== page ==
As high temperatures in the United Kingdom lead to deaths and wildfires, shutdowns of two major rail lines are getting a few people's attention, but is anyone really hearing the wake-up call and waking the hell up?
Fire danger forecast in the United Kingdom for July 19, 2022, as temperatures passed 40° C (104° F) over wide areas for the first time in modern.. Photo: Copernicus EMS
Air temperatures, driven by a high-pressure zone, rose to close to 40° C (104° F) throughout much of central England earlier this week. New heat records are being broken daily even now. In a society with most homes lacking air conditioning and even basic insulation, the heat is suffocating and life-threatening. Citizens are being advised to stay home if possible, avoid travel, and keep cool.
That is bad. But it was what was about to happen to some of the more important railways in the UK which made what was happening even more frightening.
On July 18, temperatures measured by Network Rail at the railway track level in Suffolk, Britain, set a record of 62° C (144° F).
As of 5 PM local time on July 19, the Suffolk Fire and Rescue Service said it had sent out crews to fight 63 separate fires which were a direct result of the heat.
As temperatures at the ground level formed a ground-level oven for the railways in Suffolk, tracks on multiple train lines buckled from the heat while overhead electrical lines broke.
Some electrical power lines, such as those in the Birmingham, Carlisle, and Rugby areas, snapped and caused trains to shut down. Emergency evacuations were needed to get people out, so they would not bake in the stalled rail cars.
Several 25,000-volt electrical overhead cables broke in Harrow, in northwest London, and set a roaring blaze alight in a fire located close to the rail lines. Even before that fire, Avanti’s intercity management had directed trains in the area’s west coast mainline to run at slower speeds to avoid the rapid transit over the rails to heat them even further. After the fire, all trains running out of London Euston were eventually halted, as a safety factor, while the railways figured out what to do.
Multiple railway track fires also broke out in central England as of July 19, in most cases caused by sparks or complete line breakage of other electrical conduits.
By the end of the day on July 19, track temperatures running close to Suffolk’s 62° C (144° F) forced the Midland mainline to Derby and the East Coast mainline to Leeds to shut down as well.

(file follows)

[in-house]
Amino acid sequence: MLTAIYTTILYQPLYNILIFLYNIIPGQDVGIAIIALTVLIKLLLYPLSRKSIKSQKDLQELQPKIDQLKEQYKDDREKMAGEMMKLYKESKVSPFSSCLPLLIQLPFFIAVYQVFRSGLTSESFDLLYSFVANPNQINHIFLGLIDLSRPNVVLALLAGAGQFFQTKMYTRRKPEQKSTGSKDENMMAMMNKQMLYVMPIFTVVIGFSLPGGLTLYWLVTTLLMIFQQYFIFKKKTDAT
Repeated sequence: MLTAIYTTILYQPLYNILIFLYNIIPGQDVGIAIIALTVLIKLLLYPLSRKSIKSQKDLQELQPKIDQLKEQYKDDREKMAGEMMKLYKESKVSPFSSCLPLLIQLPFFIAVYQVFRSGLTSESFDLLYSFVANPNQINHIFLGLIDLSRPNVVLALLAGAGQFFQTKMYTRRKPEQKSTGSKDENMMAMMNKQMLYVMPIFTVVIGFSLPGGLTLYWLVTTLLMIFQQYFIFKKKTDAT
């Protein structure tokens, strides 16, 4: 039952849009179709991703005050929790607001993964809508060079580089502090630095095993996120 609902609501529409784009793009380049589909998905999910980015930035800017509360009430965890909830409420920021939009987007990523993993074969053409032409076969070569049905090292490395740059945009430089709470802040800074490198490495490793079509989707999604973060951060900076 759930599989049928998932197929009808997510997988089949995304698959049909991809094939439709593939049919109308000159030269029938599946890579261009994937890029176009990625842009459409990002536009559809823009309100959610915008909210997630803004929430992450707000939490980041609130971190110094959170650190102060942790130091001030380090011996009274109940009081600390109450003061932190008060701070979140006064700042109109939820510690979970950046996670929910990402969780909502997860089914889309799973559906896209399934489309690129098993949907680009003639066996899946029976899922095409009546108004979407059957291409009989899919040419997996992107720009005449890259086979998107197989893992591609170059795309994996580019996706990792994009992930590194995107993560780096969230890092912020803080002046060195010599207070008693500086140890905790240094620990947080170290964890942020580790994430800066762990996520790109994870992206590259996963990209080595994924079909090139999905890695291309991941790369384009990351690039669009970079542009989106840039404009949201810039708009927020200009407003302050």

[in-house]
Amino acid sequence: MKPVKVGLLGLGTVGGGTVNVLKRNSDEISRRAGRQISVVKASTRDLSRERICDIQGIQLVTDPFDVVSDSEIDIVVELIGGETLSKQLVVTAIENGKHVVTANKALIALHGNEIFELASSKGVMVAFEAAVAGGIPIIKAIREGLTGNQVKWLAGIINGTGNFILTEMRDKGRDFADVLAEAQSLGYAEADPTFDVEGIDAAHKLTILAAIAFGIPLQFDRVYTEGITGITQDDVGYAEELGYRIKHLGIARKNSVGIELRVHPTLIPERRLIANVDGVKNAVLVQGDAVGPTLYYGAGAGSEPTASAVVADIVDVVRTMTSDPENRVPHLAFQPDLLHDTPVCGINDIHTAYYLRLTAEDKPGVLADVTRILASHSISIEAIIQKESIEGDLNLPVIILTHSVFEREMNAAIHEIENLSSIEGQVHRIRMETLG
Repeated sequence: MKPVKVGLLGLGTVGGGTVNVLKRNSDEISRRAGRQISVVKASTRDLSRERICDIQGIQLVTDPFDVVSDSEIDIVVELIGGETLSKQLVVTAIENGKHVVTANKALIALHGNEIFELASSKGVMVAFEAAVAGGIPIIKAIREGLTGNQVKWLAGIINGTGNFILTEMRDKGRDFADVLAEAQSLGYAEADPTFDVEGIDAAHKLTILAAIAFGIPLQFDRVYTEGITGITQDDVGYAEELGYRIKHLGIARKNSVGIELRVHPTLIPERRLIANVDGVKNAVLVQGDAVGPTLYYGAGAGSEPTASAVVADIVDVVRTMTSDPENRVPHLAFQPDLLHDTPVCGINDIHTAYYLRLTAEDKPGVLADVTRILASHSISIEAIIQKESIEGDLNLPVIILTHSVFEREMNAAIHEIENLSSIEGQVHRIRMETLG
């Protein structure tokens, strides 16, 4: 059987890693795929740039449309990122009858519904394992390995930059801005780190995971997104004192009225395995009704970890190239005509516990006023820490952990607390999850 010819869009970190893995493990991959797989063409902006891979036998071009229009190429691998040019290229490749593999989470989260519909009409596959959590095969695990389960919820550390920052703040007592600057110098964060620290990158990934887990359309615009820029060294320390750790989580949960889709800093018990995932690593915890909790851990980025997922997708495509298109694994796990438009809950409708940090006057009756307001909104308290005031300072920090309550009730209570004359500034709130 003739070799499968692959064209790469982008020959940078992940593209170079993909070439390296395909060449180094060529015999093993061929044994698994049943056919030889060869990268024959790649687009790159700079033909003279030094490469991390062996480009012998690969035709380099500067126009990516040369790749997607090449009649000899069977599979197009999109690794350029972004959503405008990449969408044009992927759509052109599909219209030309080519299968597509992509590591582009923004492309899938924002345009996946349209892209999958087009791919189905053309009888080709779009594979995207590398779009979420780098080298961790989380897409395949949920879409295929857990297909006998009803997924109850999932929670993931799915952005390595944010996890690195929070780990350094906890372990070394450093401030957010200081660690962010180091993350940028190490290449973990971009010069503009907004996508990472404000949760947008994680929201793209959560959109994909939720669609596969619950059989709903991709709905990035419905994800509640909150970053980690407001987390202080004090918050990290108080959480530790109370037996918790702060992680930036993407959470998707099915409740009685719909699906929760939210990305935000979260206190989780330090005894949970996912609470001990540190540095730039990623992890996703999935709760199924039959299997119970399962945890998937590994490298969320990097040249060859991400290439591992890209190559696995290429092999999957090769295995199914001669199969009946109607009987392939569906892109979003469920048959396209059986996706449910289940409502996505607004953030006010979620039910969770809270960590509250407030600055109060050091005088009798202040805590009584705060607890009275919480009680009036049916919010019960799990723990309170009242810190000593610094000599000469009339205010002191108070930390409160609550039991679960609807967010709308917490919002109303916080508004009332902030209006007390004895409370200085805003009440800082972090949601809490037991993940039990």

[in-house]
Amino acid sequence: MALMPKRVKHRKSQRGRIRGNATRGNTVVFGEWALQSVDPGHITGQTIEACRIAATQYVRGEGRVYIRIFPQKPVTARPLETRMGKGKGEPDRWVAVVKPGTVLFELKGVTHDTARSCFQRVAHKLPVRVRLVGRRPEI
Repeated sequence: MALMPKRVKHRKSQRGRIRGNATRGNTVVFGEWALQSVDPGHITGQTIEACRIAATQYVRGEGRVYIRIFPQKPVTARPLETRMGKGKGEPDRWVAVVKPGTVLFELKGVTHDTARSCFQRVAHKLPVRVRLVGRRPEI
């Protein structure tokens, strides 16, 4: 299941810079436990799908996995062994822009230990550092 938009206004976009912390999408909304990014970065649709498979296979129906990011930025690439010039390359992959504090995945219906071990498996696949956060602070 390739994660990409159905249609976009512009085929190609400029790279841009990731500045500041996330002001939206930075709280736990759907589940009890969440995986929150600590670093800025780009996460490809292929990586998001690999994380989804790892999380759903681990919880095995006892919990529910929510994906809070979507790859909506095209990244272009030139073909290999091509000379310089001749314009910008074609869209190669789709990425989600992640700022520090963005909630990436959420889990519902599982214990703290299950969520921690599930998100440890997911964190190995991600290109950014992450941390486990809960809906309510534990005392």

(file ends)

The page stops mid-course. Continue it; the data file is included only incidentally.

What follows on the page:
As of yesterday, though repair work was ongoing, fires near the tracks forced the East Coast mainline to remain halted between London and Peterborough. Great Northern Services heading northwards from London, and LNER services out of Thameslink remained down.
The discovery of new overhead line damage also shuttered rail services near Birmingham New Station yesterday.
Other line and track failures caused intermittent disruptions or route cancellations in a number of CrossCountry, Trans Pennine, Northern, and Transport for Wales services.
Network Rail, the operator of many of these services, continued to direct passengers not to travel unless it was critical to do so, regardless of whether the trains were expected to run.
“Network Rail teams are continuing to work tirelessly to make the repairs so we can get services back up and running for passengers but there is still disruption to services throughout the day,” the company said in a statement late yesterday.
Railways were of course not the only major infrastructure category affected by the extreme heat. Luton Airport, located 28 miles (45 km) north of central London, had to shut down completely on July 18 when asphalt runways melted.
Multiple highways and city roads throughout the peak heat zones also cracked open and melted, forcing lane closures and some long-term closures until they can be repaired.
In a parallel move, Network Rail said it was forming a “resilience task force” to help minimize such disruptions in the future, even as higher temperatures are about to become far more common as global heating soars. With the entire system — from track layout to electrical wires and even to the choice of the alloys used on the tracks — designed to operate at much lower temperatures, however, it is unlikely that the taskforce could prevent disruptions like what happened this week from occurring again any time soon. It will require a major rethink of how the system will need to operate in a world where temperatures could reach 70° C (158° F) just a few years from now and much of the planet will be uninhabitable.
While the warning signals continue to blare, most of humanity just keeps its head in the sand and ignores the future that is knocking on their door. No one is discussing what the runaway catastrophic climate change that is upon really means. Academia and media keep muttering the 1.5° C IPCC fraud and delusion that putting up more solar panels, wind generators and buying electric cars will somehow save us and for most, life goes on for another day with very few thinking of the future.
The reality is that we have radically altered our planet and damaged its essential life support systems. By altering the atmosphere to contain vastly more greenhouse gases and destroying most of the planet's forests and other ecosystems, we really are causing the most rapid extinction of life in Earth's history and that may of course lead to our own extinction if we don't wake the hell up.
If you don't understand this perhaps the video below will help:
The video was produced by Climate Survival Solutions.